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Ann duCille is Professor of English, Emerita at Wesleyan University who is a scholar of African-American literature, cultural studies, and Black feminist theory. Born in Brooklyn, New York, duCille earned a Bachelor of Arts degree from Bridgewater State College and then a Master's degree and PhD in English from Brown University.
DuCille began her career at Hamilton College in 1974 where she and two others became the first three Black women faculty on staff. In 1990, duCille joined the faculty of Wesleyan University and later also worked at the University of California, San Diego. In 2016, duCille became the Inaugural Distinguished Professor in Residence for the Black Feminist Theory Project at the Pembroke Center, Brown University. DuCille currently serves as an advisor to that project, which is a visiting scholar initiative that invites black feminist theorists to campus each year. She is also a curatorial advisor to the Pembroke Center's Feminist Theory Archive in regard to the papers of black feminist theorists.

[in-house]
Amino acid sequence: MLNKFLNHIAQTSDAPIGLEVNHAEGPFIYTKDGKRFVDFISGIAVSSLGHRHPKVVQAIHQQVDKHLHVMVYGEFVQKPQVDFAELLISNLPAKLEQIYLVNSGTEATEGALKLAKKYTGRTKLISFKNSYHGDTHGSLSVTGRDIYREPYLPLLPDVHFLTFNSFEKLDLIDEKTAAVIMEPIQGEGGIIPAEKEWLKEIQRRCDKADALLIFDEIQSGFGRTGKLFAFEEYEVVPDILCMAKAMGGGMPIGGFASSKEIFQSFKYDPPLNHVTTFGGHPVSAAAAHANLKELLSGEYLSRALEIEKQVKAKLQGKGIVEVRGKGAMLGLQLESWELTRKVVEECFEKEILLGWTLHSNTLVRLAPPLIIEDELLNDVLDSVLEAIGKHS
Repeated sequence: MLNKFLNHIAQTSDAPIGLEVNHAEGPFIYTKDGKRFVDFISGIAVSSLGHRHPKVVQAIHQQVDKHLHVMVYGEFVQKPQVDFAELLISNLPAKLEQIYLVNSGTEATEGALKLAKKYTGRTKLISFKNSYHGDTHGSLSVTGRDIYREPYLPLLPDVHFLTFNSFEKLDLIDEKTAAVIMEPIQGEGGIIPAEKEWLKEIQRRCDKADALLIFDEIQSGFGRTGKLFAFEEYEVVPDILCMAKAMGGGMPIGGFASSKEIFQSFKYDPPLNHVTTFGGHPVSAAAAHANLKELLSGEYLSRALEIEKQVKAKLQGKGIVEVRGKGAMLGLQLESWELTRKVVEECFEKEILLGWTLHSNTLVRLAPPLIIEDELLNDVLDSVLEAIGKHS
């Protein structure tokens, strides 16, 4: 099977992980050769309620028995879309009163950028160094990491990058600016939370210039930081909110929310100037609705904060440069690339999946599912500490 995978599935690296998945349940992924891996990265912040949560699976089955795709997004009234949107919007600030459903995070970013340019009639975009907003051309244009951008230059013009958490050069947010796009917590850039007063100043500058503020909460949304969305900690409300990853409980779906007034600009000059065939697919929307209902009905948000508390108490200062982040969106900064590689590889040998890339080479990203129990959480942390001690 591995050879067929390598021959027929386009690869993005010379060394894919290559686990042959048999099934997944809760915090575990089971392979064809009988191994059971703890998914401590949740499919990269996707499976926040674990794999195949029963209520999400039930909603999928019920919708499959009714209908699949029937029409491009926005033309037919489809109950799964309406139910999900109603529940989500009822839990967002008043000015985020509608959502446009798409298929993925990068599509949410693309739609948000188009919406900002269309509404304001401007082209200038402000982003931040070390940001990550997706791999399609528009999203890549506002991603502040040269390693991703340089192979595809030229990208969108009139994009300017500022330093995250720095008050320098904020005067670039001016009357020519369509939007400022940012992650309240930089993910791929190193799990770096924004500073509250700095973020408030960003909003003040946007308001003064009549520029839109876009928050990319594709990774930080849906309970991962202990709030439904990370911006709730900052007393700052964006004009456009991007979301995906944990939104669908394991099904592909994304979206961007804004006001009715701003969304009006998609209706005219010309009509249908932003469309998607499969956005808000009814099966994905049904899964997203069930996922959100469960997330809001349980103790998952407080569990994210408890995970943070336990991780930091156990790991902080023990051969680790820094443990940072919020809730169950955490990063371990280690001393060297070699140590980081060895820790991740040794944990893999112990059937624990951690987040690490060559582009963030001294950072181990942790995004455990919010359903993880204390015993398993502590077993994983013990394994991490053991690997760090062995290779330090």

- Coupling and convention : marriage, sex, and subjectivity in novels by and about African American women, 1853-1948, 1991
- The coupling convention : sex, text, and tradition in Black women's fiction, 1993
- The occult of true black womanhood : critical demeanor and black feminist studies, 1994
- Dyes and dolls : multicultural Barbie and the merchandising of difference, 1994
- Skin trade, 1996
- Where in the world is William Wells Brown? : Thomas Jefferson, Sally Hemings, and the DNA of African- American literary history, 2000
- Technicolored : reflections on race in the time of TV, 2018
- Ann duCille Papers, Pembroke Center Archives, Brown University
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